Ramblings: Types of Players at an Advantage (or Not) Should Regular Season Resume (May 15)

Ian Gooding


Which players would hold some kind of advantage should the regular season resume? I've seen this question asked a number of different ways on Twitter, so I'll try to tackle it here. The best way I can probably answer it is to provide general categories of players as opposed to a list of specific players that you should target or avoid.  

This answer assumes that the NHL goes ahead with its rumored plan to restart in July. Depending on what happens, one or more of these thoughts may not be relevant, depending on how the season is restarted… if it is restarted at all. In other words, don't bet your first-born child's college education that all of this will play out as planned. If the season is cancelled, none of this will matter anyway. There are still too many unknowns at this time.

Healing power

The two-month pause has allowed many players to recover from injuries while no new players have suffered injuries as a result of game action. For fantasy owners hanging onto players on IR, this is like finding money under the sofa cushions that could be anywhere from spare change to a $100 bill. A significant number of players who were injured in March should be ready for game action by July, if not right now. To find out who should be ready and who still won't be, check out our latest Injury Ward article.  

On a personal and related note, thank goodness I didn't trade Mark Stone in my keeper league for more immediate help. Anyone else who didn't make a similar trade of an injured stud for a short-term but lesser option must be thanking their lucky stars. Conversely, I feel your pain if you went all in this season in the hopes you would win, as I made a few other trades sacrificing the future to try to live for the moment.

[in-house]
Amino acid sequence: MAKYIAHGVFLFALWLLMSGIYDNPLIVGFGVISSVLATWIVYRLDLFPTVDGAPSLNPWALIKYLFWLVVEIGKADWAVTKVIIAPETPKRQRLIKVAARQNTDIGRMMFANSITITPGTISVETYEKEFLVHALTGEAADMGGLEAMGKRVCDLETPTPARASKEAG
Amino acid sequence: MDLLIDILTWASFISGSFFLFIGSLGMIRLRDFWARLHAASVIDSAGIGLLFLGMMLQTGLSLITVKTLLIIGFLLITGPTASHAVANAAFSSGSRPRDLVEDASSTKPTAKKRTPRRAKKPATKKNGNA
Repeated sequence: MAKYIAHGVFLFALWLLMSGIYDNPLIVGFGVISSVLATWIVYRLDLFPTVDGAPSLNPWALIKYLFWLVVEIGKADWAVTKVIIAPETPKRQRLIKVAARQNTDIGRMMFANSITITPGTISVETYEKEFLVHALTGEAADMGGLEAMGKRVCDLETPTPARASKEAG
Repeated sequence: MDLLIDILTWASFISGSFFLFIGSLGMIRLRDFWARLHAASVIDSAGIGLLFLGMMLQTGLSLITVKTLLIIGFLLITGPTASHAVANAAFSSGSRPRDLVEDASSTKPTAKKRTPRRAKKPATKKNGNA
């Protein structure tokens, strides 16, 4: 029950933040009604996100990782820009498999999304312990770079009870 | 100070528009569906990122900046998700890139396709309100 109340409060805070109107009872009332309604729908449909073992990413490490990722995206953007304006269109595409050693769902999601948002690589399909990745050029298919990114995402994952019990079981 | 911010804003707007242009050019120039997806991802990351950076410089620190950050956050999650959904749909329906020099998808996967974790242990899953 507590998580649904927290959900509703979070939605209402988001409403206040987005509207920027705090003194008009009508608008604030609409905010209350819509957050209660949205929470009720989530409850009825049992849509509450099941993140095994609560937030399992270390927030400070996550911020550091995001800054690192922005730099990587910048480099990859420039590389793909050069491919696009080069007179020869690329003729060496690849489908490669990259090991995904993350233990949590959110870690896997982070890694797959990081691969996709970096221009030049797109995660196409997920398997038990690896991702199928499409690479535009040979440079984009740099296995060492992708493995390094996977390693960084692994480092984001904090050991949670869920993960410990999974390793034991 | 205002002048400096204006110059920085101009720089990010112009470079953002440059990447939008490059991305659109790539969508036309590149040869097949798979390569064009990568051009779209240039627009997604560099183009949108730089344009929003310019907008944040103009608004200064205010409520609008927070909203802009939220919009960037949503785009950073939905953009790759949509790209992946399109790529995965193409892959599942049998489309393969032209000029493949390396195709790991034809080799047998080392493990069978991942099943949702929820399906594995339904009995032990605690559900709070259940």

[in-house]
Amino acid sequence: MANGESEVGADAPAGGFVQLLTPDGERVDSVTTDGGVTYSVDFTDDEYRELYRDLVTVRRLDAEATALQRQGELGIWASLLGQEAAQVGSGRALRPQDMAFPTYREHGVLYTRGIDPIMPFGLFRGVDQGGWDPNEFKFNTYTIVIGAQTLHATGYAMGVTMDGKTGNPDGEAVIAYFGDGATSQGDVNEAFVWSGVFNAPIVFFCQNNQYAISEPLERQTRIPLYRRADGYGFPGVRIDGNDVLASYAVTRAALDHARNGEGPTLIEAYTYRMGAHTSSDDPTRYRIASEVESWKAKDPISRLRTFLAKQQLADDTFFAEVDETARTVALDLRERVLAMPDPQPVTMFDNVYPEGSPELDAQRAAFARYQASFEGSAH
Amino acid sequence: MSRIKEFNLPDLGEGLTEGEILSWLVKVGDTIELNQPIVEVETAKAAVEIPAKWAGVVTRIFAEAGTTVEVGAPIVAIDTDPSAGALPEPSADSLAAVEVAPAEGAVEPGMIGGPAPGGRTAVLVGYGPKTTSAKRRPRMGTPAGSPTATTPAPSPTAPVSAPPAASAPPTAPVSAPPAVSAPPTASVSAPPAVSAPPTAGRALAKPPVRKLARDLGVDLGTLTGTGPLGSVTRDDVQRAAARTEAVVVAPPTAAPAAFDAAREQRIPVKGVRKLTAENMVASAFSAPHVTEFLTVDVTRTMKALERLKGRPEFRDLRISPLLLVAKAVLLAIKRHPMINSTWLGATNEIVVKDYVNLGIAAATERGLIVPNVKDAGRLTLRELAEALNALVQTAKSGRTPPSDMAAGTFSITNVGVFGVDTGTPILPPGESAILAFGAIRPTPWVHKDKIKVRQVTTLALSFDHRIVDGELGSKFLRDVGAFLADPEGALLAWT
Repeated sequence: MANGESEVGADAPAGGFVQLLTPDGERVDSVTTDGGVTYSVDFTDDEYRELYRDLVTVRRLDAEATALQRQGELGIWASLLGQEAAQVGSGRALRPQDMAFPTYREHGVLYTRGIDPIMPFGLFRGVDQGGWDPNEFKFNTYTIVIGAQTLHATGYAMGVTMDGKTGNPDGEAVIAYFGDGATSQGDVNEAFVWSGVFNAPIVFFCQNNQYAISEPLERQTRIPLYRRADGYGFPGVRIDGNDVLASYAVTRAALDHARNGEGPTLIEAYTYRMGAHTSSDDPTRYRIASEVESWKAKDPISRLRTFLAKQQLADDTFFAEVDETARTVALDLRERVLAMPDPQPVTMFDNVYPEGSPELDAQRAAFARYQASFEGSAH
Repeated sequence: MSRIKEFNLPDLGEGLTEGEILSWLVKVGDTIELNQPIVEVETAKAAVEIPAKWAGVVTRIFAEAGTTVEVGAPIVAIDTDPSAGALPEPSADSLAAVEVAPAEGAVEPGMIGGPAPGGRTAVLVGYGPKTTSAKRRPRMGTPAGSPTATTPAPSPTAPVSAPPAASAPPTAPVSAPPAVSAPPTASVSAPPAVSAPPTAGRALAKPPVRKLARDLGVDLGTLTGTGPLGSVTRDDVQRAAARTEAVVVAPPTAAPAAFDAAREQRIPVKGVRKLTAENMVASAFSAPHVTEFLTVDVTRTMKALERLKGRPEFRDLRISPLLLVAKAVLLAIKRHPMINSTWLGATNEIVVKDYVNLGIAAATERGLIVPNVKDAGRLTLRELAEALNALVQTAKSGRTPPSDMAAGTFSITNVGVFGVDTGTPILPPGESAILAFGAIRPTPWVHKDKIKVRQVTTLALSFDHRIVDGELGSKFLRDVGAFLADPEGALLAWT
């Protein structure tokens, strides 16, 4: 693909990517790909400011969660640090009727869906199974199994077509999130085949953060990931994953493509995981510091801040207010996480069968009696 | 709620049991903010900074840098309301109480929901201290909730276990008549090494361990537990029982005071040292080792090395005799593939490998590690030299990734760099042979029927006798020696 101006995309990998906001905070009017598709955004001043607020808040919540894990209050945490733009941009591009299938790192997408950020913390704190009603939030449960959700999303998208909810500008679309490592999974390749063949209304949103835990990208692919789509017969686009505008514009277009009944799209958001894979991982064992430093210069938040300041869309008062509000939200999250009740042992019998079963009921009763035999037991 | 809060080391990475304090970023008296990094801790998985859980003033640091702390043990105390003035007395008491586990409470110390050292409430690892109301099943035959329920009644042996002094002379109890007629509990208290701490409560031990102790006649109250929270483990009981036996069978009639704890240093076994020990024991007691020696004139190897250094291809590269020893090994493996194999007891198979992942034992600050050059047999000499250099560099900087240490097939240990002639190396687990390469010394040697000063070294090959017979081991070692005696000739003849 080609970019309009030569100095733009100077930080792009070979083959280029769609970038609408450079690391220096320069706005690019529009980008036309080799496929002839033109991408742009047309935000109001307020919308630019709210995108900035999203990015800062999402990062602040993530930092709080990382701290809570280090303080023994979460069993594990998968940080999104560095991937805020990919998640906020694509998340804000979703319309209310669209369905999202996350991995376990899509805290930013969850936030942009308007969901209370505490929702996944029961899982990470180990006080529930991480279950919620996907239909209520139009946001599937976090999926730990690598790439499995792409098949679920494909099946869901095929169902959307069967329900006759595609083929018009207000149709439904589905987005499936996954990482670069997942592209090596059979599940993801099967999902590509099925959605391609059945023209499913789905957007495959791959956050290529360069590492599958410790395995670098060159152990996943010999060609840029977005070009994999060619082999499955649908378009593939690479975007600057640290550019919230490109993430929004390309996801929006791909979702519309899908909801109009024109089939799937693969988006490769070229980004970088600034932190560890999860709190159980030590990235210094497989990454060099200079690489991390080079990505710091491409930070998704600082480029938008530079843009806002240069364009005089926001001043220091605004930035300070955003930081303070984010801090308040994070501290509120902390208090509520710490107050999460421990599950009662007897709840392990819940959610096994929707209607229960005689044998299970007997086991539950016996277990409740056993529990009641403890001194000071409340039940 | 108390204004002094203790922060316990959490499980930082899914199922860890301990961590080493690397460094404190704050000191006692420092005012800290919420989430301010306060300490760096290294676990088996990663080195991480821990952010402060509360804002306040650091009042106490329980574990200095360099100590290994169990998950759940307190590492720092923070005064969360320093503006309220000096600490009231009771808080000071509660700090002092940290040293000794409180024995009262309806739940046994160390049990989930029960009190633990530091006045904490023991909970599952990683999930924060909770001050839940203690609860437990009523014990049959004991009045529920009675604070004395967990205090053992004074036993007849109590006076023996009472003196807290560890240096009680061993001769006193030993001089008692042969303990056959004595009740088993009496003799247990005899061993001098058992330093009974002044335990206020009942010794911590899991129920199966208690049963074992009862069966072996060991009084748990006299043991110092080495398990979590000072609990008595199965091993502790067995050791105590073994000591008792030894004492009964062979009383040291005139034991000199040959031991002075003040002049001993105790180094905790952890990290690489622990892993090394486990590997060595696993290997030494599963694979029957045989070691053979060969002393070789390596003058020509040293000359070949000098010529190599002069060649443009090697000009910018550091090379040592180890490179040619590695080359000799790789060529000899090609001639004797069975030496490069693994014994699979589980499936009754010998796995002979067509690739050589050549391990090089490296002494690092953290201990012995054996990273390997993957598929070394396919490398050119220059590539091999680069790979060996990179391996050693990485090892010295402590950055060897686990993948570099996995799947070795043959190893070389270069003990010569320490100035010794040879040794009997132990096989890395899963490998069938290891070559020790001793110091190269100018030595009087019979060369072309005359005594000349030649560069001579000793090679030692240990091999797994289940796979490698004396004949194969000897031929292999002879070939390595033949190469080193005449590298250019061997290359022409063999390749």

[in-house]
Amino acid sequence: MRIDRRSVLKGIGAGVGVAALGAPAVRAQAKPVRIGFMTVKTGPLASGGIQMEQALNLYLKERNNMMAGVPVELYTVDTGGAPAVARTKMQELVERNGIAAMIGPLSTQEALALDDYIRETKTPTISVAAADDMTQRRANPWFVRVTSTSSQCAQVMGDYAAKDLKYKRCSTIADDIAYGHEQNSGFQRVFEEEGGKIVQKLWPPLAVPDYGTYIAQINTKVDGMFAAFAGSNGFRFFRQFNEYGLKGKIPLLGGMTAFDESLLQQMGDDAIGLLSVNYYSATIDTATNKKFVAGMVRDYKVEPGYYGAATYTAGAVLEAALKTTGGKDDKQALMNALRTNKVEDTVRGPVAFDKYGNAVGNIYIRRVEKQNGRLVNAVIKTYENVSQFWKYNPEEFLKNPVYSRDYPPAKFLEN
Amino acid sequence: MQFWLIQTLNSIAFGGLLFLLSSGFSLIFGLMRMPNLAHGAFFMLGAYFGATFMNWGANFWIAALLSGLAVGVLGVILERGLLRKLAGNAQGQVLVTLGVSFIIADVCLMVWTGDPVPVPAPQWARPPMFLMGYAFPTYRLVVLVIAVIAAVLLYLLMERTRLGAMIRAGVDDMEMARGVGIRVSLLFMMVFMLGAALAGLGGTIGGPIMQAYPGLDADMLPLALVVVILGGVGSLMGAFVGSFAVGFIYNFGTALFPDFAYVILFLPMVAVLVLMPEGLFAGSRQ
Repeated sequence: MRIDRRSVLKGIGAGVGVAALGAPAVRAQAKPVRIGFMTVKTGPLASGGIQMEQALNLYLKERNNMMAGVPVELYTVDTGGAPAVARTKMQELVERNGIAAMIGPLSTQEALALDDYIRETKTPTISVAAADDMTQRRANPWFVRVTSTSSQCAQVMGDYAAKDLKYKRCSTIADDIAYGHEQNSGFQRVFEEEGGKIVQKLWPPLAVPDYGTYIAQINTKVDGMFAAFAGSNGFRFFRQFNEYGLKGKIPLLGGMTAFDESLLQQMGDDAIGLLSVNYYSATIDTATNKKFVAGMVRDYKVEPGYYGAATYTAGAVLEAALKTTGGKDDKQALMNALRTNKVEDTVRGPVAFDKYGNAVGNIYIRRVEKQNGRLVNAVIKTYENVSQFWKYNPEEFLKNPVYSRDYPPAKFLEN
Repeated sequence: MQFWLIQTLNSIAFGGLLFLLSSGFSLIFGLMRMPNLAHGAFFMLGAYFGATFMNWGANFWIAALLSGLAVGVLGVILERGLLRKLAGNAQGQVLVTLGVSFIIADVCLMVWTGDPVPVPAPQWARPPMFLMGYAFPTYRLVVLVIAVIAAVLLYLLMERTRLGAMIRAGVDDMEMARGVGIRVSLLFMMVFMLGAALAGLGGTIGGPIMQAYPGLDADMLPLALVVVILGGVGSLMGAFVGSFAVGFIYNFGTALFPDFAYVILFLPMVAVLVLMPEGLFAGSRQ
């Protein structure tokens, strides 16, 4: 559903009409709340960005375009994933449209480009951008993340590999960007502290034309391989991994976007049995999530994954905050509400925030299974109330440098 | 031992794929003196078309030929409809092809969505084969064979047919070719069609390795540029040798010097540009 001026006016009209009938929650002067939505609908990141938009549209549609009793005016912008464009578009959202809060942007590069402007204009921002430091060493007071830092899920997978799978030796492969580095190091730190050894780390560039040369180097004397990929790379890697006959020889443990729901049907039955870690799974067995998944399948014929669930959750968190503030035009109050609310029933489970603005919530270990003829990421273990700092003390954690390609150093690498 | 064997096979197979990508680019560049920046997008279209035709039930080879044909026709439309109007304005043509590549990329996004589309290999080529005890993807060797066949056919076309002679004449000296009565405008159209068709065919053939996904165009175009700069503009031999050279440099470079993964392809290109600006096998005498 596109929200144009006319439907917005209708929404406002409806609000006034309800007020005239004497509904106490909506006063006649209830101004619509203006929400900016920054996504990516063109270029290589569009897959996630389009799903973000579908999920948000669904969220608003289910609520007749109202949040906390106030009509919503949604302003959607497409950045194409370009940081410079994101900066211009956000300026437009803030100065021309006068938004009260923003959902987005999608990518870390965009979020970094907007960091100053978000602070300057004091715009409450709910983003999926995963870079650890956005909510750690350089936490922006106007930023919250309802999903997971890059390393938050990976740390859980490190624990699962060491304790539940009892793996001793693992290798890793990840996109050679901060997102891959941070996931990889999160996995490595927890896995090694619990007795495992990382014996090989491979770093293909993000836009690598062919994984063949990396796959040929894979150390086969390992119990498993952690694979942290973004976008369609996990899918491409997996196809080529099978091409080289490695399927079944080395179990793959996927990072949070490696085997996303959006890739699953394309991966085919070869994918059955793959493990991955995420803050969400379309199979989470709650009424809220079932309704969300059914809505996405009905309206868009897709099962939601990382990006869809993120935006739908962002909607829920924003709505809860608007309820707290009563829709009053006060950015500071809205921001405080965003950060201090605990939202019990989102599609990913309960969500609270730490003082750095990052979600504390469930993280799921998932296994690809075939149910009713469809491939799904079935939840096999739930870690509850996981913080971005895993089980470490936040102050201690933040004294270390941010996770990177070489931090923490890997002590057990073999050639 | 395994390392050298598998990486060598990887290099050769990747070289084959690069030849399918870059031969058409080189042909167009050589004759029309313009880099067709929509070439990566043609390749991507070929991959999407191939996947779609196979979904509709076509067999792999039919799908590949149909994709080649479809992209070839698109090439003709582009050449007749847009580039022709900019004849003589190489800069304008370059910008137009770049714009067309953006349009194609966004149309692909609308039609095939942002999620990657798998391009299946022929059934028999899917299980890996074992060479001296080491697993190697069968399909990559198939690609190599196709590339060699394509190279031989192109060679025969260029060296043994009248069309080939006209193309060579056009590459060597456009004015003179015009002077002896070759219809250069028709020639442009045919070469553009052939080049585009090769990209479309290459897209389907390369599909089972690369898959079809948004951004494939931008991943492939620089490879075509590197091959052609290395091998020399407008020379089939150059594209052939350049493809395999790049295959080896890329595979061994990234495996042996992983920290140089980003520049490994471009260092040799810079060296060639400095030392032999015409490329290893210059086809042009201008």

How Swede it is

As you may know, Sweden has decided to implement fewer restrictions than other countries in handling the COVID-19 pandemic. I'm not going to evaluate the effectiveness of this plan, but instead focus on the hockey-related implications. Generally speaking, Swedish players have had greater access to their normal training routines, while players in other countries have experienced more stringent lockdowns. Even with the expected 2-3-week training camp before the season resumes, Swedish players should already have a leg up on players from other countries.

Jacob Markstrom has been able to benefit from both being able to heal from his injury and living in Sweden. I'm wondering if by designing this shiny new mask, he expects the season to resume, and if not, to re-sign with the Canucks for 2020-21.


More games could still be better

This assumes that the NHL restarts with the regular season exactly as it was left off, as opposed to starting with some type of playoff format such as the 24-team playoff being discussed. Carolina and the NY Islanders provide the most opportunities for games (14 games remaining), while everyone else either has 13, 12 or 11 games remaining. Even if all these games are played, they could be played in hub cities while being more closely condensed than originally designed. In other words, if this does turn out to be an advantage, I wonder how much of an advantage it will really be.